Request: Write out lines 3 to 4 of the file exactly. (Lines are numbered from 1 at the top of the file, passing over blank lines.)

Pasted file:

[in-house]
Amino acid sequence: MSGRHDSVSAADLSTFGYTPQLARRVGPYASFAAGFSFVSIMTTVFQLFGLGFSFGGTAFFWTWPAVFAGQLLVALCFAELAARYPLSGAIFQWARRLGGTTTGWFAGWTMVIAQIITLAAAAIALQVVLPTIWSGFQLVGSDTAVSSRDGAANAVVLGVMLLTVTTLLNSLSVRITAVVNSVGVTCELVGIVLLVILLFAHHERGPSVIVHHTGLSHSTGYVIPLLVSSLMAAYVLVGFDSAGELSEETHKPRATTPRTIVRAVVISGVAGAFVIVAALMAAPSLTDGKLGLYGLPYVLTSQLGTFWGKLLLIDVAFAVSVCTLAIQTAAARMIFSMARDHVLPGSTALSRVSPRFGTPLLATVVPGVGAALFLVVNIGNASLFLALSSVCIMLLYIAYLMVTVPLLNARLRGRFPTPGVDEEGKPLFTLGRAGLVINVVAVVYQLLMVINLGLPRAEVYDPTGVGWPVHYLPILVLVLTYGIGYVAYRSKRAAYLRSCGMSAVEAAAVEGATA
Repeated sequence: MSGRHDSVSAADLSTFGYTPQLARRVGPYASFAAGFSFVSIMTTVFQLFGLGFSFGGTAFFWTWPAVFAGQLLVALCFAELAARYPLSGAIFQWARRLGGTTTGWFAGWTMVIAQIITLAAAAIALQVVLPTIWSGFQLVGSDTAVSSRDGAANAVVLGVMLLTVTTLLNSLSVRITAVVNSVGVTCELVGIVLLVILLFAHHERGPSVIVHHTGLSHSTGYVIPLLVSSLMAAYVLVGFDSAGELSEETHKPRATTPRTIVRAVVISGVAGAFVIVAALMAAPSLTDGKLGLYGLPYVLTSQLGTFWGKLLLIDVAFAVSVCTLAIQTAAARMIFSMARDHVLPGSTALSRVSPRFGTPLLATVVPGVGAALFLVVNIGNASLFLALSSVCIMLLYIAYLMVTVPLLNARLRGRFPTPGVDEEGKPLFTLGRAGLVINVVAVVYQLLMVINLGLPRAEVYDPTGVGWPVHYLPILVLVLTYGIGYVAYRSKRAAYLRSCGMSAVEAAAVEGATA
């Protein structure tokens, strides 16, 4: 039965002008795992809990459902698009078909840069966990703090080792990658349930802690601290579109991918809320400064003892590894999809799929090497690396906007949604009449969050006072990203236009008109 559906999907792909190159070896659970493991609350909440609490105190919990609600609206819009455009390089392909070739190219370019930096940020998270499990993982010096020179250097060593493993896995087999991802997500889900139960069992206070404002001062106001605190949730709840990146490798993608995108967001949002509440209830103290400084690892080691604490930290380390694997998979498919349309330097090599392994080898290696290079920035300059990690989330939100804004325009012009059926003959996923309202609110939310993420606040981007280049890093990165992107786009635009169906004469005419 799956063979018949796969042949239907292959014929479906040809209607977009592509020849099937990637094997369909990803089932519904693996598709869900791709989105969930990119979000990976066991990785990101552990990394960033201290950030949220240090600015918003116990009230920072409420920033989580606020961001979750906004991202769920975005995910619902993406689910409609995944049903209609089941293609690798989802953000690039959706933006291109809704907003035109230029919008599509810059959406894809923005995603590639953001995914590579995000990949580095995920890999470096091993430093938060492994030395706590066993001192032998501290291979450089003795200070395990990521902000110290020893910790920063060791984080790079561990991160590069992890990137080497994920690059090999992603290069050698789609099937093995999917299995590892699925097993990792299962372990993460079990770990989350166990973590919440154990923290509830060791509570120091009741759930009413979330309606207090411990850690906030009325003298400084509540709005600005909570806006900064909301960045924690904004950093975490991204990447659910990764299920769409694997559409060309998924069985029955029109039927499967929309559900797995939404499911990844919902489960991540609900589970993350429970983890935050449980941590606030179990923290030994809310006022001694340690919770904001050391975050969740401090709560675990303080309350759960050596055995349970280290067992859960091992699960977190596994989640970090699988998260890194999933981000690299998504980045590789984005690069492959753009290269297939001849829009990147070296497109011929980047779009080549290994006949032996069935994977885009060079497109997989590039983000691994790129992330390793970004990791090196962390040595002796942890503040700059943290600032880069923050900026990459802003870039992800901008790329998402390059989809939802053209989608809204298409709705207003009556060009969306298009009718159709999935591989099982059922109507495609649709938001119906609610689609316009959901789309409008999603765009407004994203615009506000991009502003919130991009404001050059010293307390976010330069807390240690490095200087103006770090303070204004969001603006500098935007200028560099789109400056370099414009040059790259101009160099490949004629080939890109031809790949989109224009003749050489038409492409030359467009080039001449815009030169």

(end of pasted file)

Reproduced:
Repeated sequence: MSGRHDSVSAADLSTFGYTPQLARRVGPYASFAAGFSFVSIMTTVFQLFGLGFSFGGTAFFWTWPAVFAGQLLVALCFAELAARYPLSGAIFQWARRLGGTTTGWFAGWTMVIAQIITLAAAAIALQVVLPTIWSGFQLVGSDTAVSSRDGAANAVVLGVMLLTVTTLLNSLSVRITAVVNSVGVTCELVGIVLLVILLFAHHERGPSVIVHHTGLSHSTGYVIPLLVSSLMAAYVLVGFDSAGELSEETHKPRATTPRTIVRAVVISGVAGAFVIVAALMAAPSLTDGKLGLYGLPYVLTSQLGTFWGKLLLIDVAFAVSVCTLAIQTAAARMIFSMARDHVLPGSTALSRVSPRFGTPLLATVVPGVGAALFLVVNIGNASLFLALSSVCIMLLYIAYLMVTVPLLNARLRGRFPTPGVDEEGKPLFTLGRAGLVINVVAVVYQLLMVINLGLPRAEVYDPTGVGWPVHYLPILVLVLTYGIGYVAYRSKRAAYLRSCGMSAVEAAAVEGATA
């Protein structure tokens, strides 16, 4: 039965002008795992809990459902698009078909840069966990703090080792990658349930802690601290579109991918809320400064003892590894999809799929090497690396906007949604009449969050006072990203236009008109 559906999907792909190159070896659970493991609350909440609490105190919990609600609206819009455009390089392909070739190219370019930096940020998270499990993982010096020179250097060593493993896995087999991802997500889900139960069992206070404002001062106001605190949730709840990146490798993608995108967001949002509440209830103290400084690892080691604490930290380390694997998979498919349309330097090599392994080898290696290079920035300059990690989330939100804004325009012009059926003959996923309202609110939310993420606040981007280049890093990165992107786009635009169906004469005419 799956063979018949796969042949239907292959014929479906040809209607977009592509020849099937990637094997369909990803089932519904693996598709869900791709989105969930990119979000990976066991990785990101552990990394960033201290950030949220240090600015918003116990009230920072409420920033989580606020961001979750906004991202769920975005995910619902993406689910409609995944049903209609089941293609690798989802953000690039959706933006291109809704907003035109230029919008599509810059959406894809923005995603590639953001995914590579995000990949580095995920890999470096091993430093938060492994030395706590066993001192032998501290291979450089003795200070395990990521902000110290020893910790920063060791984080790079561990991160590069992890990137080497994920690059090999992603290069050698789609099937093995999917299995590892699925097993990792299962372990993460079990770990989350166990973590919440154990923290509830060791509570120091009741759930009413979330309606207090411990850690906030009325003298400084509540709005600005909570806006900064909301960045924690904004950093975490991204990447659910990764299920769409694997559409060309998924069985029955029109039927499967929309559900797995939404499911990844919902489960991540609900589970993350429970983890935050449980941590606030179990923290030994809310006022001694340690919770904001050391975050969740401090709560675990303080309350759960050596055995349970280290067992859960091992699960977190596994989640970090699988998260890194999933981000690299998504980045590789984005690069492959753009290269297939001849829009990147070296497109011929980047779009080549290994006949032996069935994977885009060079497109997989590039983000691994790129992330390793970004990791090196962390040595002796942890503040700059943290600032880069923050900026990459802003870039992800901008790329998402390059989809939802053209989608809204298409709705207003009556060009969306298009009718159709999935591989099982059922109507495609649709938001119906609610689609316009959901789309409008999603765009407004994203615009506000991009502003919130991009404001050059010293307390976010330069807390240690490095200087103006770090303070204004969001603006500098935007200028560099789109400056370099414009040059790259101009160099490949004629080939890109031809790949989109224009003749050489038409492409030359467009080039001449815009030169």